How Did Bond Funds React When Interest Rates Were Going Up
By Wealth Effect Blogger – Your Wealth Effect
October 9, 2012
One of the main concerns I hear when I talk about bonds and bond funds is “what will happen to their prices when interest rates rise”?
This chart from the St. Louis Federal Reserve, shows the month end year over year percentage change in both short term interest rates (this is the red line and it is using the Bank Prime Rate) and long term rates (this is the blue line and it is using the 10 Year U.S. Treasury Bond) during the past 10 years.
2005 and 2010 show the sharpest rise in both short term and long term interest rates so I looked up two large bond funds (PIMCO Total Return and Vanguard Total Bond Index) to find out how they did as interest rates were going up. As a side note, I am not suggesting you should or shouldn’t pick these up. I am merely using these as examples because they are widely held and highly recognizable.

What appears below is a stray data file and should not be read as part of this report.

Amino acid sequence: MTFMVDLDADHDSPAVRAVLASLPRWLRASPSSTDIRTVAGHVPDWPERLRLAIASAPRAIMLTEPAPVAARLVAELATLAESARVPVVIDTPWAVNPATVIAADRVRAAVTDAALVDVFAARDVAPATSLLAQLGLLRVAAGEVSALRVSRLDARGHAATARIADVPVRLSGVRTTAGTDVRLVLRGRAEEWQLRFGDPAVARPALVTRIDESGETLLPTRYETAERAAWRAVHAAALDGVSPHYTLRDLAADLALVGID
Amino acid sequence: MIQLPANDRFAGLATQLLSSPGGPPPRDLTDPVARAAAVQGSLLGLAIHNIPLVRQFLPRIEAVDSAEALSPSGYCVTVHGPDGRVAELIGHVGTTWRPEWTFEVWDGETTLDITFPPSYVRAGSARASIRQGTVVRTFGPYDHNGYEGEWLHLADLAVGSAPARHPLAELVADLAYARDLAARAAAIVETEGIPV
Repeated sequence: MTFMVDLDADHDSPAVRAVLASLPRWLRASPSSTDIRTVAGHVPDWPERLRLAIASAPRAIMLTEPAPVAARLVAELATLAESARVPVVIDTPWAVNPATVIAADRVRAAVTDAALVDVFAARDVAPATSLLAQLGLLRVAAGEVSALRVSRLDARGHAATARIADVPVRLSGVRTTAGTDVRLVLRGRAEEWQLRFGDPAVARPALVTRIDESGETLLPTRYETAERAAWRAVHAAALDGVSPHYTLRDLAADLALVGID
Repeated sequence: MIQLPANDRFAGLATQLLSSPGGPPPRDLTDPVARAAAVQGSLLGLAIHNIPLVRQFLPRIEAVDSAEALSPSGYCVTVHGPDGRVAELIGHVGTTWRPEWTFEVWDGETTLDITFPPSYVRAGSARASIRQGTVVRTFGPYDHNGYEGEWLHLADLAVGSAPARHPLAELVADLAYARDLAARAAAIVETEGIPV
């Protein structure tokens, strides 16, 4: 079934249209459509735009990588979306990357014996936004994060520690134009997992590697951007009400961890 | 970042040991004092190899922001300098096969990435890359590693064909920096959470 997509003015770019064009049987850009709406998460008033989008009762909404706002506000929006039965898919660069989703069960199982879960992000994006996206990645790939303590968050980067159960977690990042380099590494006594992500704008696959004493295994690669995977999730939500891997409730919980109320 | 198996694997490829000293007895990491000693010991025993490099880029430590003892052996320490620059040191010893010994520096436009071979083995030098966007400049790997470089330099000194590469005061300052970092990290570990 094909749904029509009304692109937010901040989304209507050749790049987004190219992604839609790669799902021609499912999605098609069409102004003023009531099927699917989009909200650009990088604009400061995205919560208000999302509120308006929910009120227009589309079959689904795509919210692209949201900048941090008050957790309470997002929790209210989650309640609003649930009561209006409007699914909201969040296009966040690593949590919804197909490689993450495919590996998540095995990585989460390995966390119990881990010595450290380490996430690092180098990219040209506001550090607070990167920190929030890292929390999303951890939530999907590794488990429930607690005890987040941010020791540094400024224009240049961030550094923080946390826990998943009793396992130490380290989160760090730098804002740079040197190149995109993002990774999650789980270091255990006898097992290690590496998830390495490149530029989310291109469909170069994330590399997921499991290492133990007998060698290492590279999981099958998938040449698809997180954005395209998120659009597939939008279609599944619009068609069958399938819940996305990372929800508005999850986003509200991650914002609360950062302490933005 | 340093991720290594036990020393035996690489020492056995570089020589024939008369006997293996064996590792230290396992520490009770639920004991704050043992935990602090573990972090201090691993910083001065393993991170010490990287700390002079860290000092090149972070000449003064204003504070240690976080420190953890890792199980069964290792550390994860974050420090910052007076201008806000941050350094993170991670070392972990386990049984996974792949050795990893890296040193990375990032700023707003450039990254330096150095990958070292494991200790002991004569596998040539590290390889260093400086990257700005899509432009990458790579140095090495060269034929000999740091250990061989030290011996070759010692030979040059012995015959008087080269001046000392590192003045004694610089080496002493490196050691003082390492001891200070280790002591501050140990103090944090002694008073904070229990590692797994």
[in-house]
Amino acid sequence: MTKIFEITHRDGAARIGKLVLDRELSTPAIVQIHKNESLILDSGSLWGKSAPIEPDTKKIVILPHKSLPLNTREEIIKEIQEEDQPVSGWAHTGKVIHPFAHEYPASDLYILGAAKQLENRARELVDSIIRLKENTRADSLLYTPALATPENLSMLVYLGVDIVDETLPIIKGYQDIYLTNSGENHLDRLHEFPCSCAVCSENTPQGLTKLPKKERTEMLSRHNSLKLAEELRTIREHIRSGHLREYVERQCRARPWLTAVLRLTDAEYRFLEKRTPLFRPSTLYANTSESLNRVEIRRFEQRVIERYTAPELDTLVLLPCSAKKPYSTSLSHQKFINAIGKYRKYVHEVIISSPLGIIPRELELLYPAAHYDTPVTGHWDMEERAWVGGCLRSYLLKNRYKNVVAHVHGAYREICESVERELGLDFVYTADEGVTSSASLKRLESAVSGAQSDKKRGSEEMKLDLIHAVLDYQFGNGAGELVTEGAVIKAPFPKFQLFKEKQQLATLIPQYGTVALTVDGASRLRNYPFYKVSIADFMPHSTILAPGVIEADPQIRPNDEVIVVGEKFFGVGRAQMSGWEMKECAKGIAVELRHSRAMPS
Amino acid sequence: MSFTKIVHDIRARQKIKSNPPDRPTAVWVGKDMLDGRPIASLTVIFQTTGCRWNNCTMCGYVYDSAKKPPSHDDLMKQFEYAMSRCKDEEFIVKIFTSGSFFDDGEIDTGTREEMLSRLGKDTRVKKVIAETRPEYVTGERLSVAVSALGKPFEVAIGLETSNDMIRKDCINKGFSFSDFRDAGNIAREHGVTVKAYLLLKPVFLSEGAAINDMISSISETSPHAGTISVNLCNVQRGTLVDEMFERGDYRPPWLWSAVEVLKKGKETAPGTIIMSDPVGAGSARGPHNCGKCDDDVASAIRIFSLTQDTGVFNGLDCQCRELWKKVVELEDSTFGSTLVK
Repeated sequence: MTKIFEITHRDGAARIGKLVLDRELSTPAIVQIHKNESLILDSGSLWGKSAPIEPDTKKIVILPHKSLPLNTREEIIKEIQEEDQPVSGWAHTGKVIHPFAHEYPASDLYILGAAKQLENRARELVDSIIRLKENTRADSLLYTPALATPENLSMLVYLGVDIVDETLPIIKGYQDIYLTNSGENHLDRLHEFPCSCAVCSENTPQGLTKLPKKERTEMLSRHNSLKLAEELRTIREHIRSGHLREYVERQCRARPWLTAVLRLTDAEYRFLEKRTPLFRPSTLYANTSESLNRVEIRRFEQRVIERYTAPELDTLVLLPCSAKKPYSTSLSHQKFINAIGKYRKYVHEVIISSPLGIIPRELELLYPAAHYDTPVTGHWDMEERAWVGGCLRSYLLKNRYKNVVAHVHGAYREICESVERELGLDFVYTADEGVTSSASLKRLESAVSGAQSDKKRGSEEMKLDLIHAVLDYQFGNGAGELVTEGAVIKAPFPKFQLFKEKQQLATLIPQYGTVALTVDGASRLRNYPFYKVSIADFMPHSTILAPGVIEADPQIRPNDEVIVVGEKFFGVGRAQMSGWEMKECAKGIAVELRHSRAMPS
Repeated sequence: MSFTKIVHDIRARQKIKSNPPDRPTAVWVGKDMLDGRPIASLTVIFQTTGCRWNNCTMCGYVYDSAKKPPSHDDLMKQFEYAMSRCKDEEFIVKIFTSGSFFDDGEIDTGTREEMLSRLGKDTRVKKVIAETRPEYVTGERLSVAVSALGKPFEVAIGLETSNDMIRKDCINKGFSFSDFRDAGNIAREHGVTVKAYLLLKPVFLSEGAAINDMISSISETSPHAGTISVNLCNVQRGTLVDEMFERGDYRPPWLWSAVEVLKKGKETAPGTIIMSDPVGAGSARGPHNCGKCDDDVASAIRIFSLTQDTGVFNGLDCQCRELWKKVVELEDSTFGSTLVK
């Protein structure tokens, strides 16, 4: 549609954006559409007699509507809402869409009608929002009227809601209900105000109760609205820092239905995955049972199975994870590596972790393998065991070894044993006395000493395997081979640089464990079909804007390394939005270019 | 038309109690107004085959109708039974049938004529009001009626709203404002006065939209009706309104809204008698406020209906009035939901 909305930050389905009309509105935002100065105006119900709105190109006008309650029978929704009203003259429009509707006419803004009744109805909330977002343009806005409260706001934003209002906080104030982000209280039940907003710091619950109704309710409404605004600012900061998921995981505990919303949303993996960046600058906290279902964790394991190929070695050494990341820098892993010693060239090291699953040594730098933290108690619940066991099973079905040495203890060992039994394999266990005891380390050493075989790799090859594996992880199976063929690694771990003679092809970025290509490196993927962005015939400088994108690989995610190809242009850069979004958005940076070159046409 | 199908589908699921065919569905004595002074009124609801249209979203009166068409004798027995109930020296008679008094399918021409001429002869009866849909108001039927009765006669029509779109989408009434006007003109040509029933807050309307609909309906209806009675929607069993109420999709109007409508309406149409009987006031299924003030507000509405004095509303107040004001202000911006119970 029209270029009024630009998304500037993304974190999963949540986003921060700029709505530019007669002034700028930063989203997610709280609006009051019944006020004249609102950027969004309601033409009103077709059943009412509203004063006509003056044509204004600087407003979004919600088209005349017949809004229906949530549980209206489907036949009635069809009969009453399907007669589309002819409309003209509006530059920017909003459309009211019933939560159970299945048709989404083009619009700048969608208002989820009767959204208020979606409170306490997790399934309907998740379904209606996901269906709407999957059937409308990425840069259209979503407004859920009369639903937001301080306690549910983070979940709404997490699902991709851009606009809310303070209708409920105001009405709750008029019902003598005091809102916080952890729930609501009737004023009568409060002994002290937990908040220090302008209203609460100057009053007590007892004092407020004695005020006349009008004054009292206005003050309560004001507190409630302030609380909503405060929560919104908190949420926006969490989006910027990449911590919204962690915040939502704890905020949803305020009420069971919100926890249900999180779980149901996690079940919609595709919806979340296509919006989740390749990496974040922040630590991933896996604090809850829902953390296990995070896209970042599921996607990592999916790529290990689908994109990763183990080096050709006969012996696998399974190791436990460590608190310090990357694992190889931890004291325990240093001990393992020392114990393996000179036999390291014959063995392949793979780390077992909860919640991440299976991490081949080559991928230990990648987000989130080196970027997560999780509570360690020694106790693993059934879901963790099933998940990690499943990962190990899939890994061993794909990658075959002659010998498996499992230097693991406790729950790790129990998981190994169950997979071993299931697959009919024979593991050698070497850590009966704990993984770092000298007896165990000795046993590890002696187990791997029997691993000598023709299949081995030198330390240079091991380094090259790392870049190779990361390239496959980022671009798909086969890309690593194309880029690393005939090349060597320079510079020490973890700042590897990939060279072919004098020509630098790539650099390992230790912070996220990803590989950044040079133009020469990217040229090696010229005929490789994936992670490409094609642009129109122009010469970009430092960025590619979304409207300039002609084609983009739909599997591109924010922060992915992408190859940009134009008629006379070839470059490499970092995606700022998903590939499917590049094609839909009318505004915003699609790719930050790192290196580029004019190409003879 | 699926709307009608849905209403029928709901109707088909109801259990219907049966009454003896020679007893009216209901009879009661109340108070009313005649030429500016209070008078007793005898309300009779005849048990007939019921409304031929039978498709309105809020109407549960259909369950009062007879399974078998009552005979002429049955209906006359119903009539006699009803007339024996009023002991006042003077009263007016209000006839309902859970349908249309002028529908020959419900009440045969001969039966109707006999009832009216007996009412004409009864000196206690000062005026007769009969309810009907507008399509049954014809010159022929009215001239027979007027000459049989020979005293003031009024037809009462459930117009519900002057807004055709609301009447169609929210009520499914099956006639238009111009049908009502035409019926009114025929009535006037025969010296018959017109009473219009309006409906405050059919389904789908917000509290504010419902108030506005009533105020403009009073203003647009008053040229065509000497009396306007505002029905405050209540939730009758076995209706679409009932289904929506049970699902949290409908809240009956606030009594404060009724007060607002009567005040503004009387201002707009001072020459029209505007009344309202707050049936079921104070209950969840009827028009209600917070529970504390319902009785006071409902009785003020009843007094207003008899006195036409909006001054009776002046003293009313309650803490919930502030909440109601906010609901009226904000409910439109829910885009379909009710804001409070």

According to Morningstar, PIMCO Total Return (symbol PTTAX) returned 2.41% during 2005 and 8.36% during 2010.
Also according to Morningstar, Vanguard Total Bond Index (symbol VBTSX) returned 2.40% during 2005 and 6.54% during 2010.
2005 returns turned out to be the lowest one year returns during the past 10 years for both the PIMCO Total Return and Vanguard Total Bond Index.
When the worst one year return during the past ten years is still a positive number, it becomes much easier to stay invested as compared to the worst one year return during the past ten years for the Vanguard 500 Index (symbol VFIAX) 2008 down 36.97%.
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